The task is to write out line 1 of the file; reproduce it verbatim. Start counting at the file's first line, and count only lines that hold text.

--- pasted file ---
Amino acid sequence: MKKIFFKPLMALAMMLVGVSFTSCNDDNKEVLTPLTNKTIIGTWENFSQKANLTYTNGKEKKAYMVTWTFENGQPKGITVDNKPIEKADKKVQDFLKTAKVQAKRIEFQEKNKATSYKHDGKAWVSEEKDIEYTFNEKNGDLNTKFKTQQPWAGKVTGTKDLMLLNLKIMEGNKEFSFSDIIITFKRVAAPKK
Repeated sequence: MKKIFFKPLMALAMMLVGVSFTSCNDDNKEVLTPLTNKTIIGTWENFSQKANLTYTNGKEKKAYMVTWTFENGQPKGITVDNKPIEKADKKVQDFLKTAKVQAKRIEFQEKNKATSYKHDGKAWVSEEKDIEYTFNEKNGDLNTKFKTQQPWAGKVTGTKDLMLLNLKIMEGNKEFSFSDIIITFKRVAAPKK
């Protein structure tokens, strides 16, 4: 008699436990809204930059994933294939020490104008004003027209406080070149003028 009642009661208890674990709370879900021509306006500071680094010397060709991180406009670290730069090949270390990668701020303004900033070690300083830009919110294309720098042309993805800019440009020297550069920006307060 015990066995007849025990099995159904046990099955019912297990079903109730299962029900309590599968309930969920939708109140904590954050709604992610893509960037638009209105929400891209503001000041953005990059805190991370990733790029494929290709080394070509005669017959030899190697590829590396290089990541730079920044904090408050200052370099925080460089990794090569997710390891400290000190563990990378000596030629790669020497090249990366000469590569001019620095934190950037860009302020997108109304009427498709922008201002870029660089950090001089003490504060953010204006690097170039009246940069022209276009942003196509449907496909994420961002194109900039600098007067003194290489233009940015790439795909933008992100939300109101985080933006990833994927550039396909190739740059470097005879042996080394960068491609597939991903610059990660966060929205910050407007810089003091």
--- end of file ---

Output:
Amino acid sequence: MKKIFFKPLMALAMMLVGVSFTSCNDDNKEVLTPLTNKTIIGTWENFSQKANLTYTNGKEKKAYMVTWTFENGQPKGITVDNKPIEKADKKVQDFLKTAKVQAKRIEFQEKNKATSYKHDGKAWVSEEKDIEYTFNEKNGDLNTKFKTQQPWAGKVTGTKDLMLLNLKIMEGNKEFSFSDIIITFKRVAAPKK